- Poly HDX series (unless Pexip Infinity has been deployed in a secure mode of operation - for more information, see Poly authentication); must be running a software version that supports NTLMv2 for calendaring, e.g. 3.1.11 or later
- Poly Studio X series
Poly G7500 series
- Poly Debut series
For information on how to configure these endpoints to support Pexip One-Touch Join, see Configuring Poly OTD endpoints for OTJ.
Supported meeting types
This release of Pexip One-Touch Join can be used to join the following types of meetings:
Pexip Infinity meetings (i.e. those scheduled using the VMR Scheduling for Exchange feature)
Pexip Service meetings (i.e. those scheduled using the plugin available to Pexip Service users)
Google Meet (for Google Workspace integrations only)
- Microsoft Teams
Skype for Business
You can also create your own meeting processing rules for meeting types not listed above. For more information, see One-Touch Join meeting types and transforms.
Supported number of endpoints and Conferencing Nodes
The One-Touch Join feature will support up to 4,000 room resource calendars and associated endpoints. This applies to One-Touch Join both when integrated with a Pexip Infinity deployment (i.e. when running on Conferencing Nodes alongside other Pexip Infinity services), and as a deployment dedicated to One-Touch Join.
For integrated One-Touch Join deployments (i.e. where OTJ is being implemented as a feature within a wider Pexip Infinity deployment), a Pexip Infinity deployment with a single Conferencing Node per location should also support up to 170 OTJ room resource calendars and associated endpoints (although you may wish to include one or more additional Conferencing Nodes for redundancy). For large or busy deployments, you may need to add additional Conferencing Nodes per location to provide the additional capacity required when One-Touch Join is implemented — we recommend that you consult your Pexip authorized support representative for advice on your particular deployment.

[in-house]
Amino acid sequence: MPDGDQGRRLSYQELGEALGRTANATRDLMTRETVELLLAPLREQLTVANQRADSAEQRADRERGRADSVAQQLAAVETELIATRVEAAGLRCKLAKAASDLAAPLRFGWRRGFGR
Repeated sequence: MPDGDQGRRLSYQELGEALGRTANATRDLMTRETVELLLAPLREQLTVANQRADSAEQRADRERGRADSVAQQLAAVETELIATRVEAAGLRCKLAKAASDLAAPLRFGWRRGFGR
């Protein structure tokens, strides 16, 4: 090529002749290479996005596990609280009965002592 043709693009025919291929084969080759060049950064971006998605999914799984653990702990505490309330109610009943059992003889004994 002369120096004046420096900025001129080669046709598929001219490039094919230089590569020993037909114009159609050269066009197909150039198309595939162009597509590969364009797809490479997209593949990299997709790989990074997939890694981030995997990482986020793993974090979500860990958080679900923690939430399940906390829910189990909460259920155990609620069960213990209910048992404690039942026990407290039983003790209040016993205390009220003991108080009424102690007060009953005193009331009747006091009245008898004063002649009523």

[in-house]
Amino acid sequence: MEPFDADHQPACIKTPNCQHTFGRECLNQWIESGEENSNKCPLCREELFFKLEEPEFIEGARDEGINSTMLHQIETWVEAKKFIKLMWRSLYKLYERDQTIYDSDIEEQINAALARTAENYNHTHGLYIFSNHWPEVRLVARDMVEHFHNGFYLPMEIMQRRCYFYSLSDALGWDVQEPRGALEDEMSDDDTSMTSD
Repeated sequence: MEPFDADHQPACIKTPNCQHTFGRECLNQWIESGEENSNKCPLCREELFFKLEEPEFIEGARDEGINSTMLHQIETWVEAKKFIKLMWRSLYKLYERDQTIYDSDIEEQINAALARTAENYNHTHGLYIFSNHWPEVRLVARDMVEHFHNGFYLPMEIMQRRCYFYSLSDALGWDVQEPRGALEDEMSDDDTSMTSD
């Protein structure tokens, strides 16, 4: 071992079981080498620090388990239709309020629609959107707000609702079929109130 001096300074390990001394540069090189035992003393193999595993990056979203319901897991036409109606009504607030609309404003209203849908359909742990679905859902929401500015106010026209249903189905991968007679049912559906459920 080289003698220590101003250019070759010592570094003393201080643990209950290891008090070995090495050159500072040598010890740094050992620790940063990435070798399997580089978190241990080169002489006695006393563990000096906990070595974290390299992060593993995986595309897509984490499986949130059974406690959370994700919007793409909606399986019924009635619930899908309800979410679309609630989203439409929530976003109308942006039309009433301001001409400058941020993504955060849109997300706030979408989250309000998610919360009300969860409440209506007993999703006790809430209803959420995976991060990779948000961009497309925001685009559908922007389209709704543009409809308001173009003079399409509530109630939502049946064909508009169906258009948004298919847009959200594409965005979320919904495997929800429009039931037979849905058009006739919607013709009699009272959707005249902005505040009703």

These recommendations apply to Pexip Infinity deployments with one or two One-Touch Join Integrations. For deployments with multiple OTJ Integrations (for example, when implemented by service providers with multiple customers) we recommend a dedicated One-Touch Join deployment.
For dedicated One-Touch Join deployments of all sizes (i.e. up to the supported 4,000 room resource calendars and associated endpoints), we recommend one Conferencing Node for every 1,000 endpoints in a location (although you may wish to include one or more additional Conferencing Nodes for redundancy).
Pexip Infinity server requirements
In most cases you will be enabling One-Touch Join within a new or existing Pexip Infinity deployment, and the One-Touch Join service can be run alongside other Pexip Infinity services on each Conferencing Node. Enabling One-Touch Join within most Pexip Infinity deployments (up to 170 endpoints — see Supported number of endpoints and Conferencing Nodes) will not significantly increase the processing requirements of the Management Node or Conferencing Nodes, therefore our standard Server design guidelines still apply. However, if your deployment is expected to be particularly large or busy, we recommend that you consult your Pexip authorized support representative for advice.
For dedicated One-Touch Join deployments, see Minimum hardware requirements.
In both cases, we recommend that each Conferencing Node runs on a different VM host and uses different storage.